Sanctuary at First Unitarian
The members of First Unitarian voted to become a Sanctuary Church at the Annual Congregational Meeting on Sunday, June 4, 2017 at 11 am. See the Frequently Asked Questions (FAQs) below for more information on what this means for our church.
Sanctuary is about providing safe space to those who are victims of unjust laws.
Today, the New Sanctuary Movement is a way to be in solidarity with the undocumented community by creating safe spaces for the prophetic voices of immigrant leaders to be lifted up as we together confront unjust laws. Through the Sanctuary Movement, faith communities can powerfully enact and embody their commitment to justice. A church that declares itself a Sanctuary congregation is one willing to engage on a spectrum of solidarity actions including welcoming undocumented people, advocating to help stop deportations, assisting with legal clinics, and physically sheltering an immigrant in danger of immediate deportation.
Sanctuary is one way for faith communities to resist destructive and racially charged policies. Grounded in our core religious truths that celebrate diversity, advocate for racial justice, and honor the dignity of each person, we help create the world we envision. (Source: UUA Sanctuary Toolkit, February 2017)
More than 25 people in the Greater Des Moines Metro alone were detained by ICE agents in the first weeks since the Trump Administration’s executive order changed the previous policy of focusing on those people who were undocumented and considered a threat to safety.
The Sanctuary Movement is playing a critical role in responding to the post-election reality wherein fear, discrimination, and xenophobia have set a new precedent in our country’s politics. With the promise of the Trump Administration to deport millions, people of faith have a moral responsibility to act. Sanctuary is a tool that helps escalate these efforts by offering our neighbors who face a deportation order safe refuge and sanctuary in our congregations. (Source: http://www.uua.org/immigration/witness/partners/newsanctuary)
While we don’t know for sure who might seek sanctuary with us, we will follow the advice and counsel of the Iowa Sanctuary Movement and the Unitarian Universalist Refugee and Immigrant Services and Education (UURISE -- http://uurise.org/), which provides free consultation for Unitarian Universalist (UU) congregations considering sanctuary.
There is no set time frame: it could be weeks, months or even over a year. Unfortunately, there is no way to know how quickly a Sanctuary case will be resolved, and as such a congregation must be prepared for sanctuary to last as long as needed.
Being a sanctuary congregation (provider or supporter) starts when the congregation makes the decision to do so. This was made when the congregation voted to pass the Sanctuary Resolution on June 4, 2017.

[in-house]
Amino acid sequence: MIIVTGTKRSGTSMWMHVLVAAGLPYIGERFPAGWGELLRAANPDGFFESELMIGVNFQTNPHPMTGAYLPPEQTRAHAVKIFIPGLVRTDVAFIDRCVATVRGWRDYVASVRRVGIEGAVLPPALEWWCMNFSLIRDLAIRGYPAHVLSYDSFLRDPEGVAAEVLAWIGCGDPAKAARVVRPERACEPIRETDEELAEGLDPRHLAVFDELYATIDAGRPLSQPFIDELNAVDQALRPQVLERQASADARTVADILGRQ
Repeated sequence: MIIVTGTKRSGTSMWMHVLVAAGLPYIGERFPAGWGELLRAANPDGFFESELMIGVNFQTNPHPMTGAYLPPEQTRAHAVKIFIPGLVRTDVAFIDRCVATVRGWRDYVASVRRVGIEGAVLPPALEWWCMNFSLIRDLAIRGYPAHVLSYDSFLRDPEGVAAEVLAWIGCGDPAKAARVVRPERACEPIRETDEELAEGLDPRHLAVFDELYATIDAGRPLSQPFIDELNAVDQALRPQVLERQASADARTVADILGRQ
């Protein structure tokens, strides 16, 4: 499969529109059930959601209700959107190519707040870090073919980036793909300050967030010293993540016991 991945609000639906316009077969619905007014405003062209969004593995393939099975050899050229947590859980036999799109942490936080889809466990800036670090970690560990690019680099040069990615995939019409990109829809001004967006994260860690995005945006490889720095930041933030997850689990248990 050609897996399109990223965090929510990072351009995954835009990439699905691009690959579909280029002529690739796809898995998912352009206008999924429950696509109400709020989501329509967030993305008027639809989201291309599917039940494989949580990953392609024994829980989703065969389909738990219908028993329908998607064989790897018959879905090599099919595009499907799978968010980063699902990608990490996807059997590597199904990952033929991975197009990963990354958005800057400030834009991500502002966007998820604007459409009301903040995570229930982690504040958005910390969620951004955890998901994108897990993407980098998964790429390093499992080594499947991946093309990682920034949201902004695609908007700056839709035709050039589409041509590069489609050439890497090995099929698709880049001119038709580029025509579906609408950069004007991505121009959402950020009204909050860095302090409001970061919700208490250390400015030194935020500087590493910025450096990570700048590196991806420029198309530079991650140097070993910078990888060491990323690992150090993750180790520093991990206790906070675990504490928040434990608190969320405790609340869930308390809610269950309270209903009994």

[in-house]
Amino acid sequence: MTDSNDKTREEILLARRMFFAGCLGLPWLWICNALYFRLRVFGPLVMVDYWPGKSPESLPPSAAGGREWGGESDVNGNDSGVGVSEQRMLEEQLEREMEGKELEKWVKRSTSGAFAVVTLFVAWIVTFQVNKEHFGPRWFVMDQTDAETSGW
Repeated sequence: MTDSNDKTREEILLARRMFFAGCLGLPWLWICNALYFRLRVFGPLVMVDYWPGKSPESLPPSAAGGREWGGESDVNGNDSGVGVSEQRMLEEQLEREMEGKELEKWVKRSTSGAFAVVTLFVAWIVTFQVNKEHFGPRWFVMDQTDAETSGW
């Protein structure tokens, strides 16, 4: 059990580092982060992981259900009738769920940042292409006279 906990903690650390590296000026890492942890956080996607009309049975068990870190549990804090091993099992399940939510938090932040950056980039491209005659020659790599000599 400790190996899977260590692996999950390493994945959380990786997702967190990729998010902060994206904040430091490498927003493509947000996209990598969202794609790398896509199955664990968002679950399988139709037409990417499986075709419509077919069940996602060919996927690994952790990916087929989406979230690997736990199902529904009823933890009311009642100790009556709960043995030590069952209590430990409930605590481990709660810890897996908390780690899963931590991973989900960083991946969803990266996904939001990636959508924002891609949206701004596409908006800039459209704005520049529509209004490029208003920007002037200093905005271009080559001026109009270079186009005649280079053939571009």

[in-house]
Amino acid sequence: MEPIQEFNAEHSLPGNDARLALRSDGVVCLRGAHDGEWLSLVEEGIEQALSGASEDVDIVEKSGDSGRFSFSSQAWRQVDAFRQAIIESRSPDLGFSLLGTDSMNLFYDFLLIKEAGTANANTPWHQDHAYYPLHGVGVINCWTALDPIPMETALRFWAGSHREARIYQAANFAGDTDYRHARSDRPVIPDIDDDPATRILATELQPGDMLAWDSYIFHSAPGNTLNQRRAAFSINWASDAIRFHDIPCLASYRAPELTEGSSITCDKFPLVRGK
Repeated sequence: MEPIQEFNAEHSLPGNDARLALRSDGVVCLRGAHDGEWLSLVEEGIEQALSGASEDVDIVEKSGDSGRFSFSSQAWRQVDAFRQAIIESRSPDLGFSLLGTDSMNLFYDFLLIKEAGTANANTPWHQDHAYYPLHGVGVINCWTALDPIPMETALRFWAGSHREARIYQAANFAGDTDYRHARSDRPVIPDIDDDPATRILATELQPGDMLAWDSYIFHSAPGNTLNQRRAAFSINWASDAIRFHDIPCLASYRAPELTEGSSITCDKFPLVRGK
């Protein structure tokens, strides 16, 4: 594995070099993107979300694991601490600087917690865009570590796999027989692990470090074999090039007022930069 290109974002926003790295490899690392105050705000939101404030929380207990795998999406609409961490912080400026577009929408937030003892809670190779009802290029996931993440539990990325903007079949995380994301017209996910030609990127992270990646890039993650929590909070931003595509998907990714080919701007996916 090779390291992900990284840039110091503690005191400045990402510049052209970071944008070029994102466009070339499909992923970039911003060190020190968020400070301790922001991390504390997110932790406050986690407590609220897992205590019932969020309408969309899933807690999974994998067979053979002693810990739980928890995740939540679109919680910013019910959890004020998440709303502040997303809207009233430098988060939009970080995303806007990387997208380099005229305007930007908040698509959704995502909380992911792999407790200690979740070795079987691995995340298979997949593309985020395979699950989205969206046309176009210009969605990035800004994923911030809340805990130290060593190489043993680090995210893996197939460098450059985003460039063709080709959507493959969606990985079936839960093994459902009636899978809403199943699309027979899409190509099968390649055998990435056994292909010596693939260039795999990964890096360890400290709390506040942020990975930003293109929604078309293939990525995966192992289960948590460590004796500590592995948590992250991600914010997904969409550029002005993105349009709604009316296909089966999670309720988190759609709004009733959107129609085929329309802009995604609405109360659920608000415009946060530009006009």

Physical sanctuary starts when an immigrant takes up protective residence in the building. Sanctuary ends when the government rules favorably on the immigration case, when the person in sanctuary decides they no longer need or want to be in sanctuary, or when the guest permanently leaves the physical sanctuary of the congregation for any other reason.
At this time, it is agreed that the sanctuary seeker would live in Room 110 (currently designated as the Family Room) on the lower level of the church. Accommodations would be made to provide appropriate furnishings, use of the kitchen, and the addition of shower facilities. The Sanctuary Discernment Team is currently pursuing cost estimates associated with adding a shower.
No. Once someone enters sanctuary, they must stay in sanctuary either until they receive a positive outcome on their immigration case, they decide they no longer need/want sanctuary, or an emergency requires them to forfeit the safety of sanctuary. It is important to remember that by entering sanctuary, they have chosen to defy orders of ICE to leave the U.S., so once they have defied those orders, they must remain in the protective space. It is often helpful to think of sanctuary as a form of “house arrest” or non-prison detention. It is recommended that Sanctuary congregations find a sympathetic physician, nurse practitioner or other medical provider, or a health clinic willing to do “house calls” as needed for non-emergency issues, so that is something First Unitarian’s Sanctuary Discernment Team is looking into.
There should be little to no impact on other programming and events at First Unitarian. The person in sanctuary would have his/her own private room. Since that room is not currently used for any religious education classes, regular meetings, or part of our usual Family Promise set-up, no conflict is foreseen.
Expenses for food, clothing, laundry, medical, etc. in general are covered by the host congregation (First Unitarian), the Support congregations (other churches who want to support the sanctuary movement but can’t physically house someone), and the Sanctuary Coalition. Fundraisers, crowdfunding, and grants for justice work can help defray costs and lessen the drain on the congregation’s resources.